Author and Book

Mark Twain was a prominent American author in multiple genres, including fiction and journalism, during the 19th century.
The Gutenberg Bible, one of the first books to be printed using the printing press.
Fragments of the Instructions of Shuruppak: "Shurrupak gave instructions to his son: Do not buy an ass which brays too much. Do not commit rape upon a man's daughter, do not announce it to the courtyard. Do not answer back against your father, do not raise a 'heavy eye.'". From Adab, c. 2600–2500 BCE
Book of the Dead of Hunefer; c. 1275 BC; ink and pigments on papyrus; 45 × 90.5 cm; British Museum (London)
A Chinese bamboo book meets the modern definition of Codex
Folio 14 recto of the 5th century Vergilius Romanus contains an author portrait of Virgil. Note the bookcase (capsa), reading stand and the text written without word spacing in rustic capitals.
The Codex Amiatinus anachronistically depicts the Biblical Ezra with the kind of books used in the 8th Century AD.
Burgundian author and scribe Jean Miélot, from his Miracles de Notre Dame, 15th century.
Desk with chained books in the Malatestiana Library of Cesena, Italy.
Bagh print, a traditional woodblock printing technique that originated in Bagh Madhya Pradesh, India.
A 15th-century Incunable. Notice the blind-tooled cover, corner bosses and clasps.
Selected Teachings of Buddhist Sages and Son Masters, the earliest known book printed with movable metal type, printed in Korea, in 1377, Bibliothèque nationale de France.
The spine of the book is an important aspect in book design, especially in the cover design. When the books are stacked up or stored in a shelf, the details on the spine is the only visible surface that contains the information about the book. In stores, it is the details on the spine that attract a buyer's attention first.
Parts of a modern case bound book
Book covers
Book pages
A screen of a Kindle e-reader.
Actual-size facsimile of the Codex Gigas, also known as the 'Devil's Bible' (from the illustration at right)
A page from the world's largest book. Each page is three and a half feet wide, five feet tall and a little over five inches thick
Novels in a bookstore
A page from a dictionary
An atlas
A page from a notebook used as hand written diary
A telephone directory, with business and residence listings.
Hardcover books
Paperback books
Cigarette smuggling with a book
The Library of Celsus in Ephesus, Turkey was built in 135 AD, and could house around 12,000 scrolls.
ISBN with barcode
Books on library shelves and call numbers visible on the spines
Halfbound book with leather and marbled paper.

An author is the creator or originator of any written work such as a book or play, and is also considered a writer or poet.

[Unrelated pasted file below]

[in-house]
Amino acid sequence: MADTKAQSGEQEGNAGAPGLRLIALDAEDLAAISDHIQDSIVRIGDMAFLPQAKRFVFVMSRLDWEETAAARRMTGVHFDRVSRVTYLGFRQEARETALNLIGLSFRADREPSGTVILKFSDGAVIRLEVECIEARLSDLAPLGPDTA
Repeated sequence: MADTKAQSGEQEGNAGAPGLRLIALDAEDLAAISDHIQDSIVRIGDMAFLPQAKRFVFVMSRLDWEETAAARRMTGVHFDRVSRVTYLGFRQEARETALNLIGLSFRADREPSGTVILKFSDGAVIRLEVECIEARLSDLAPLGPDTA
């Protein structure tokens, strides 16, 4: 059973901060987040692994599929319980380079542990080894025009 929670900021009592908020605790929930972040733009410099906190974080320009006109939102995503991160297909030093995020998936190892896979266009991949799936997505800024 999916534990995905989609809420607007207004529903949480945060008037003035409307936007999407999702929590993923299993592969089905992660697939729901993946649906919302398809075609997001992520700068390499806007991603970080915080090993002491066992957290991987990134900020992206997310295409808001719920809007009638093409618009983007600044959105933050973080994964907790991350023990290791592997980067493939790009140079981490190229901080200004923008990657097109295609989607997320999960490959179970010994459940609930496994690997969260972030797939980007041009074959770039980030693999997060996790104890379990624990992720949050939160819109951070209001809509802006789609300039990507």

- Author

The Christian authors may also have wanted to distinguish their writings from the pagan and Judaic texts written on scrolls.

- Book
Mark Twain was a prominent American author in multiple genres, including fiction and journalism, during the 19th century.

1 related topic

Alpha

European output of books before the advent of copyright, 6th century to 18th century. Blue shows printed books. Log-lin plot; a straight line therefore shows an exponential increase.

Copyright

Type of intellectual property that gives its owner the exclusive right to copy, distribute, adapt, display, and perform a creative work, usually for a limited time.

Type of intellectual property that gives its owner the exclusive right to copy, distribute, adapt, display, and perform a creative work, usually for a limited time.

European output of books before the advent of copyright, 6th century to 18th century. Blue shows printed books. Log-lin plot; a straight line therefore shows an exponential increase.
The Statute of Anne (the Copyright Act 1709) came into force in 1710.
The Pirate Publisher—An International Burlesque that has the Longest Run on Record, from Puck, 1886, satirizes the then-existing situation where a publisher could profit by simply copying newly published works from one country, and publishing them in another, and vice versa.
A copyright symbol used in copyright notice
A copyright symbol embossed on a piece of paper.
Expansion of US copyright law (currently based on the date of creation or publication)
DVD: All rights reserved

Typically, the first owner of a copyright is the person who created the work i.e. the author.

Specifics vary by jurisdiction, but these can include poems, theses, fictional characters, plays and other literary works, motion pictures, choreography, musical compositions, sound recordings, paintings, drawings, sculptures, photographs, computer software, radio and television broadcasts, and industrial designs.